Every so often, I get the chance to write about a gem of a place. They’re usually tucked away down a side street and can be found with a little perseverance. The Belfry Kitchen in the Eastern Cape is not one of these. While, it’s definitely a gem, it’s even more way out of the way and it’s way worth finding if you take the time.
There are a few strange things about The Belfry Kitchen, the first you’ll notice when walking in is that it’s actually built inside Twee Riviere’s post office. Secondly, it’s rather incredibly decorated in comparison to everything else I experienced in the area. Almost the baby of a French boulangerie and a some sort of home decor catalogue. The open kitchen, shelves of preserves and fireplace make it all the more welcoming. Perhaps best of all was the mix of people inside. Everybody from farmers to academics.
The Belfry Kitchen is actually placed on the campus of The SA Institute for Objects Conservation (don’t worry I didn’t know what it was either, check it out here for more info), and serves almost as a campus canteen. Something else peculiar about The Belfry Kitchen is how affordable everything is! But ridiculously so. From what I could gather, a lot of the produce comes from their own grounds, while their website indicates that they also barter meals to suppliers in exchange for produce. Here’s an excerpt from their website:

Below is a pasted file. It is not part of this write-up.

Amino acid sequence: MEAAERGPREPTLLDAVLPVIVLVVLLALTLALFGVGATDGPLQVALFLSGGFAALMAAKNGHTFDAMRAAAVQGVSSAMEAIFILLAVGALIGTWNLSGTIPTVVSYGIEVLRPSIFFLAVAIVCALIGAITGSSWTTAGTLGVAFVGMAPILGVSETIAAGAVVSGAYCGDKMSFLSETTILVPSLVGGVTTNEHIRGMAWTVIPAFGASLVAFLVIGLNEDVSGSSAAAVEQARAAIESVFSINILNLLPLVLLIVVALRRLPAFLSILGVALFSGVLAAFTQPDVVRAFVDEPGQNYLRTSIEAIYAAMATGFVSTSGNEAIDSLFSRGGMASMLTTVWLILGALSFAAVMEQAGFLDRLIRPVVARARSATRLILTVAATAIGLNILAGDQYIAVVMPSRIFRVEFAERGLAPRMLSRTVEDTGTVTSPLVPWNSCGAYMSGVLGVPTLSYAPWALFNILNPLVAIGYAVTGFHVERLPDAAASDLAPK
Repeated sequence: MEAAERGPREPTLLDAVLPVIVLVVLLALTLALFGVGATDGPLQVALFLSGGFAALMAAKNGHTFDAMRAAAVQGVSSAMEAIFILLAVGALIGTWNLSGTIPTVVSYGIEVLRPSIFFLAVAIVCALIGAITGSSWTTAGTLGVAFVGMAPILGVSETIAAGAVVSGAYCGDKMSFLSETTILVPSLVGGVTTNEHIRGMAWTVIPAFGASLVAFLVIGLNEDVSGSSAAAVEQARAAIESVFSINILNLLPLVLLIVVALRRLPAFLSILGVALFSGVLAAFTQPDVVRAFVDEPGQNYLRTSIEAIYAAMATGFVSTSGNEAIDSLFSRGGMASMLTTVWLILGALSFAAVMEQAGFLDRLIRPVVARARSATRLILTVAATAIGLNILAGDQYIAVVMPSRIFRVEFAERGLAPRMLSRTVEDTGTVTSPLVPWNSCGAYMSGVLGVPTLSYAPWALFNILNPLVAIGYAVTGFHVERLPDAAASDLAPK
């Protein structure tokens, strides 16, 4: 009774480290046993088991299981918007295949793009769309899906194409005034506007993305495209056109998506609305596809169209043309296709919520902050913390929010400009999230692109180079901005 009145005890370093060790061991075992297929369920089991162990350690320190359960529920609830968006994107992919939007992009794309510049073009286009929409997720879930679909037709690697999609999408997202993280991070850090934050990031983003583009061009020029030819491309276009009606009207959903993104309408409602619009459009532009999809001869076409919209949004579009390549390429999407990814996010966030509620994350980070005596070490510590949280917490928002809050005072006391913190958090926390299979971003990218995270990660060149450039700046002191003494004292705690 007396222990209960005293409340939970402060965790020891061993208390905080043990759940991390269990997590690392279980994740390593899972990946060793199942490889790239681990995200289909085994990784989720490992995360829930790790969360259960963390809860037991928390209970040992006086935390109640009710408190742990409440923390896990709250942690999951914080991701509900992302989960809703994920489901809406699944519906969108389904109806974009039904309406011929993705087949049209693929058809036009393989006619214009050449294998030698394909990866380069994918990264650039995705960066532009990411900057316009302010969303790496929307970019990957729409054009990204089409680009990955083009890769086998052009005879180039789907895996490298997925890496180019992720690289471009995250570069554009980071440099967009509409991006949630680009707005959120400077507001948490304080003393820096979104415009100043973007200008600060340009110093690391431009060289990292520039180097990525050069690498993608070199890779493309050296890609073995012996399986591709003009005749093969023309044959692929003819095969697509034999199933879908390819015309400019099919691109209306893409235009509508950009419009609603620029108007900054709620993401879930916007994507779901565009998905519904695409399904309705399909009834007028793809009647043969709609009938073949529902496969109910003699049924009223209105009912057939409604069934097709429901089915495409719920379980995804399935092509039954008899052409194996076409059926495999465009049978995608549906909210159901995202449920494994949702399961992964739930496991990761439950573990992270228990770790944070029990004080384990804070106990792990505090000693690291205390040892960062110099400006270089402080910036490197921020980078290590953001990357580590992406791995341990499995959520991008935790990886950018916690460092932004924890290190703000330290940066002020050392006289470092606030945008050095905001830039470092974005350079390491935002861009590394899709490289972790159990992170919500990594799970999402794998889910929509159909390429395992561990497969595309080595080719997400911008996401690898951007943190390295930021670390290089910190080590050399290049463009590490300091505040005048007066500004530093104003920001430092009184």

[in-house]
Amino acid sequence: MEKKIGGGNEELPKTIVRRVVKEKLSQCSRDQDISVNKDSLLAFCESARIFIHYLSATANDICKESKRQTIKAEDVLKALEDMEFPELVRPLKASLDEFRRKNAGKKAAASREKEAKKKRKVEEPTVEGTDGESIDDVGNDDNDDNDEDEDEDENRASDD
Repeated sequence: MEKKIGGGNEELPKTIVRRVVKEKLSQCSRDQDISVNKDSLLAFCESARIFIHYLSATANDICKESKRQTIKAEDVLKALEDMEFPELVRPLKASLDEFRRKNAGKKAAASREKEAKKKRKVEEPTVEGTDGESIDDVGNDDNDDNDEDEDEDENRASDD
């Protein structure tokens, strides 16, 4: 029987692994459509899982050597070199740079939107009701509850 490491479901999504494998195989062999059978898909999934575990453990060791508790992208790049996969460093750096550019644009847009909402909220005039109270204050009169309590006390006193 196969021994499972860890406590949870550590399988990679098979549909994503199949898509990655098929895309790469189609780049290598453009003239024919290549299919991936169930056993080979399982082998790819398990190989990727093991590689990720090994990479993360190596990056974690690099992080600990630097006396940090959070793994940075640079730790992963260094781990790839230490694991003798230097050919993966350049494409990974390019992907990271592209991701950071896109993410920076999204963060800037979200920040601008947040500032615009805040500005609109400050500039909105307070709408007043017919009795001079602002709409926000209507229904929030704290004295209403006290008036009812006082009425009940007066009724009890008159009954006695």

The Belfry (pronounced “Belfree”) is meant as a sober, practical answer to the economic times – both present and ahead. In its pursuit of production and joyful labour, the Belfry has undeniably developed a less than common character.
For example, cash is not essential at the Belfry. Barter trades and exchanges (fresh produce etc) are just as welcome. In fact, the Belfry is also a client of its clients, and appreciates co-dependence. Its joyful motto, Earth’s Bounty, also suggests that not everything needs to have a price, every time!
Quiet incredible right?
Then… let’s talk about the scones. We weren’t there for a meal, just a pop in to get out of the rainy weather. I just wanted something quick and tasty. What I got basically blew my brains out. A brown-sugar encrusted wholewheat scone served with farm butter, a fig preserve, mature cheddar cheese and vanilla bean cream. It is safe to say this is the best scone I’ve ever discovered. Also, it cost R10.
I’m just going to let that sink in.
Yes, this little spot is way out of the way, but I actually can’t stress how incredible it really is. It’s beautiful and special and everything being prepared in the kitchen seemed to be served with a side of whimsey. There are also two cottages on the premises that go for a song if you’re looking to stay way out of the way, and I think that it’s going to be in order for me pretty soon.
I mean look at that vanilla cream… look at it! R10!
My visit to The Belfry Kitchen forms part of the 7 Wonders of our World Campaign. As with all my posts, I retain full editorial control.